At times, Supernatural's ninth season has felt like a show groping for things it hasn't done before. (Sam already got addicted to demon blood and lost his soul, so why not have an angel possess him?) There have been odd decisions, like that attempted spin-off. But at least the season finale was a darn solid ending.
This season started with both Heaven and Hell facing civil wars, thanks to Metatron casting all the angels out of Heaven and Crowley getting weakened. Both of those subplots had a lot of weird digressions and switchbacks. For a few episodes, we were supposed to care about Bartholomew versus that other guy, and the Reverend Buddy Boyle got a lot of screentime for some reason. And the Knight of Hell Abaddon had all sorts of plans for humanity that never crystalized.
But in the end, the Hell storyline seemed to be aimed at forcing Dean to get the Mark of Cain, which turns him into a supernatural killer with less and less control over his urges. Dean killing Abaddon is just another step on his journey. And the Heaven storyline winds up setting up Metatron as the season's ultimate villain, who wants to be God.
And it all adds up to a rousing chorus of, "Everything is Dean's fault." Dean is the one who wouldn't let Sam close the gates of Hell, because Sam's life is more important than the thousands of others killed by demons since then. If Sam had finished the job, Abaddon wouldn't be an issue. Also, the first half of this season was about Dean getting the angel Gadreel to possess Sam, leading to the death of Kevin and Metatron's untouchability.
In a way, Dean losing his humanity is just a consequence of all the shitty decisions Dean has made since he got back from Purgatory.
But like I said, this was a darn solid ending, which paid off the past year's storytelling in a way that felt satisfying and coherent. Definitely better than the past few season finales.
The episode is mostly about the two angels, Metatron and Castiel, carrying on two simultaneous PR campaigns. Castiel first has to finish winning over Metatron's lieutenant Gadreel (a job complicated by the fact that Dean just stabbed him) and then get to Heaven and win the support of all the other angels, who've been swayed by all of Metatron's fancy promises. Metatron, meanwhile, is trying to convince humans that he's a new messiah — because controlling Heaven and ruling the angels is nothing without human worshippers.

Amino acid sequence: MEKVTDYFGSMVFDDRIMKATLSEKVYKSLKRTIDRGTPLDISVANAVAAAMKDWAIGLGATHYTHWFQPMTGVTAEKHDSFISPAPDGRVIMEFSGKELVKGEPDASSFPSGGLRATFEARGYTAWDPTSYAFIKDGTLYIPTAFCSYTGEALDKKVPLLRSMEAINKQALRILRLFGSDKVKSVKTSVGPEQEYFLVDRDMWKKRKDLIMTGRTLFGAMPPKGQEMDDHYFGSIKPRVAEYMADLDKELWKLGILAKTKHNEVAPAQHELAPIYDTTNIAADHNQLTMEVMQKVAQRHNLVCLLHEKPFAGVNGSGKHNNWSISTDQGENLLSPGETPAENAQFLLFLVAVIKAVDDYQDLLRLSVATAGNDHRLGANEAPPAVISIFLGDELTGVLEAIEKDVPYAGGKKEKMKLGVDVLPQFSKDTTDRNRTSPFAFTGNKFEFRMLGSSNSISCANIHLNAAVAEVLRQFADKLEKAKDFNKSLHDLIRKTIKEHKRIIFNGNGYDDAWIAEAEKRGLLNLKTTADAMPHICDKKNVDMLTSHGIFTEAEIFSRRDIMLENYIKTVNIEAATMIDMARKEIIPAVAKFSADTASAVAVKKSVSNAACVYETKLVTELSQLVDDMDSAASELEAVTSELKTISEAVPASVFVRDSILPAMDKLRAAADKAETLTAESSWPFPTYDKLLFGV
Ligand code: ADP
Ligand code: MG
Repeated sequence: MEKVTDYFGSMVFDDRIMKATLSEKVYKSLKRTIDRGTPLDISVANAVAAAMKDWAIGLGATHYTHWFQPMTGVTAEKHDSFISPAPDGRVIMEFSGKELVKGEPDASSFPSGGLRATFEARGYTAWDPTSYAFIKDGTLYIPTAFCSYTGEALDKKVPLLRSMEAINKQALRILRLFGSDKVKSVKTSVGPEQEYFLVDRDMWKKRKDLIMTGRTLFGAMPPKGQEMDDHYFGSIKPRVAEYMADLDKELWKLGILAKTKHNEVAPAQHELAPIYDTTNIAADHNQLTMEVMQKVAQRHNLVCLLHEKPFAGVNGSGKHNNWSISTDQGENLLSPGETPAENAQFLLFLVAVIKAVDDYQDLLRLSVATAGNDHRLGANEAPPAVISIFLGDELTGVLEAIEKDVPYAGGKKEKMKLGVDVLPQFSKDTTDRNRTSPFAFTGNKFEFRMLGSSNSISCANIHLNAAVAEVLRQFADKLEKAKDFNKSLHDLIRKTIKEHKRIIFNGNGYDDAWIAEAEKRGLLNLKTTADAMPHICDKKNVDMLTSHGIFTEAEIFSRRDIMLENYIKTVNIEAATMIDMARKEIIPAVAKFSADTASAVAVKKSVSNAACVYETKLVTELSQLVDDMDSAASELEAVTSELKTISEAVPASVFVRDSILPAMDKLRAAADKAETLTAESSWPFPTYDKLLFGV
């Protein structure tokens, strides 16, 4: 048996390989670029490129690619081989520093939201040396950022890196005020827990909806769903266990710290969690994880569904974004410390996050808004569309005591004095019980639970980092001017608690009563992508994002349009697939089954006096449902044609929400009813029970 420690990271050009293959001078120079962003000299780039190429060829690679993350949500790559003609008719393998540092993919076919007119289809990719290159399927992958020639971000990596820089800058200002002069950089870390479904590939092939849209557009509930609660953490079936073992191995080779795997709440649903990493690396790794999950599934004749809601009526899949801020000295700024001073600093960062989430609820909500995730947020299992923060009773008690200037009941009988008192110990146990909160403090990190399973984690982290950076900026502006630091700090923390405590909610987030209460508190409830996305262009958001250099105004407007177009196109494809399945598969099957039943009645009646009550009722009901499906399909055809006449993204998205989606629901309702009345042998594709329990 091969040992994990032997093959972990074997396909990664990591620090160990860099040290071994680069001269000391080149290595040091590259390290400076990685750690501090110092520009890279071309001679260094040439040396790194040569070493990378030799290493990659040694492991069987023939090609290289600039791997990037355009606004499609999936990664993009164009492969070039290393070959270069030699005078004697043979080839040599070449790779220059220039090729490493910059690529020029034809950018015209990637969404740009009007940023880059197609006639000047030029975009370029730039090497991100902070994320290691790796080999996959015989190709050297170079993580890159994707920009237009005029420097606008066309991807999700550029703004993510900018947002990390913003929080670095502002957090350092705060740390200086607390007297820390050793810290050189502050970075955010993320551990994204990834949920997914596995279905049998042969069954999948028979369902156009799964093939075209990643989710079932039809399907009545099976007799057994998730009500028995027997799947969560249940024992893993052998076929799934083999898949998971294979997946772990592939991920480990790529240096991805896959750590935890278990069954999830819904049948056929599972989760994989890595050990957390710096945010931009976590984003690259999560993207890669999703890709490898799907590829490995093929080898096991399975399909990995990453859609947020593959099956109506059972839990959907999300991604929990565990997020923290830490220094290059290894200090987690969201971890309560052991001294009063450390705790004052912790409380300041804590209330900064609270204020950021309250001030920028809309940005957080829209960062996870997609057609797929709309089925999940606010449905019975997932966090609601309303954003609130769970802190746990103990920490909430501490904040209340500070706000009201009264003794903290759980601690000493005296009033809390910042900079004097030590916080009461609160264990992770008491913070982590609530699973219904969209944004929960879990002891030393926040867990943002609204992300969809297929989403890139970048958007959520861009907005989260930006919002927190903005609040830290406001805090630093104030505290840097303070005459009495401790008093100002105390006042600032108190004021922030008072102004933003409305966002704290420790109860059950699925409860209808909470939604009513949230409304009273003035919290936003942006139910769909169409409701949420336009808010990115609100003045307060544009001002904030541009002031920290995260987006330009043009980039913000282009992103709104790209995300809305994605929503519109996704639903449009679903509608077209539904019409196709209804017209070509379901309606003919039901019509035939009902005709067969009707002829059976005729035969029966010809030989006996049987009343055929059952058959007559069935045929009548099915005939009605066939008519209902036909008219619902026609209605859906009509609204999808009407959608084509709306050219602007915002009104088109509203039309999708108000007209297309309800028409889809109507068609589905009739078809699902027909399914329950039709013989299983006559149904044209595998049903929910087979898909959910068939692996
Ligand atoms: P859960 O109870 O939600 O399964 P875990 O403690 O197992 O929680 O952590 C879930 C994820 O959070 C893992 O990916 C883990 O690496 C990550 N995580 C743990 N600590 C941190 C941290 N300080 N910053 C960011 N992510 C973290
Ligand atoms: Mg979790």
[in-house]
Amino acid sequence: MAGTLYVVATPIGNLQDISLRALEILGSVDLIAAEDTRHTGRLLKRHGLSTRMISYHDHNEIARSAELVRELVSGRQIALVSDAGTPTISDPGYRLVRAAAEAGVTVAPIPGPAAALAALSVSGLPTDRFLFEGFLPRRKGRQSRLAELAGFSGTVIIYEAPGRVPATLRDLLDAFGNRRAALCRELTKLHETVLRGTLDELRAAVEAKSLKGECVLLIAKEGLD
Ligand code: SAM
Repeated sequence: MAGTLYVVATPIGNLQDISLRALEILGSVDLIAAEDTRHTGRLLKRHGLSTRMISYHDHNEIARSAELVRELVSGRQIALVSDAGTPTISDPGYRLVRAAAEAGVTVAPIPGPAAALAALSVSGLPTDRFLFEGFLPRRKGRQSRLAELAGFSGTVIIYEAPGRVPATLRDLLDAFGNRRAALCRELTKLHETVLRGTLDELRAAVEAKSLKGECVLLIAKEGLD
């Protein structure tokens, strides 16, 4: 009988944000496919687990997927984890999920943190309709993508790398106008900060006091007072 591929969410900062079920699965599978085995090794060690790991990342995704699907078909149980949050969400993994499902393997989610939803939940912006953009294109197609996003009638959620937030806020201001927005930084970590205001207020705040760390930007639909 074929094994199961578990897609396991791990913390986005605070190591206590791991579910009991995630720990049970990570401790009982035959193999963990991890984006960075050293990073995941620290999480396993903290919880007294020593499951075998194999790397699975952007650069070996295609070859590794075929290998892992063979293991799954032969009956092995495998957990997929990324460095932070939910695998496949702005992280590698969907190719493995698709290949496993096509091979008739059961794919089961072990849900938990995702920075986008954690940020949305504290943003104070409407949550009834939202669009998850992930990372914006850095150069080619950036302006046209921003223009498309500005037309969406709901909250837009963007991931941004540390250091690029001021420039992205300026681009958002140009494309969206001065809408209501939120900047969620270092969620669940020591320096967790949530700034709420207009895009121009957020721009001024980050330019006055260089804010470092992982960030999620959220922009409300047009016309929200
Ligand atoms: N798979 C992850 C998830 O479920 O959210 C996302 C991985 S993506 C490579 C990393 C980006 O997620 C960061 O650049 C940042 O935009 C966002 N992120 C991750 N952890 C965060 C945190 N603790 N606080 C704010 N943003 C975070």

Metatron's latest charm offensive is built around exaggerated, smarmy humility, pretending to be a homeless man named "Marv" who goes around healing the sick and raising the dead. "Marv" becomes a Youtube sensation and then sets up at a homeless camp, where he becomes so popular, the people there kill a rebellious angel for him. As he tells Dean, people don't want cynicism, they want something to believe in. They don't really care what it is, either.
Castiel's attempts to counteract Metatron's lies, up in Heaven, are more complicated. His former lieutenant locks him up, and won't believe him when he says the suicide bombers weren't his fault. She doesn't want faith any more, she wants proof. And somewhat ironically, the proof that Castiel wasn't behind the suicide bombers in his name is that Gadreel turns into a suicide bomber in Castiel's name. And then Castiel, whose earlier attempt to use a 1980s-movie ruse to get into Heaven ("prisoner and escort") failed miserably, uses another 1980s-movie ruse to expose Metatron: he broadcasts Metatron's secret confession to all the other angels, using Metatron's special magic radio.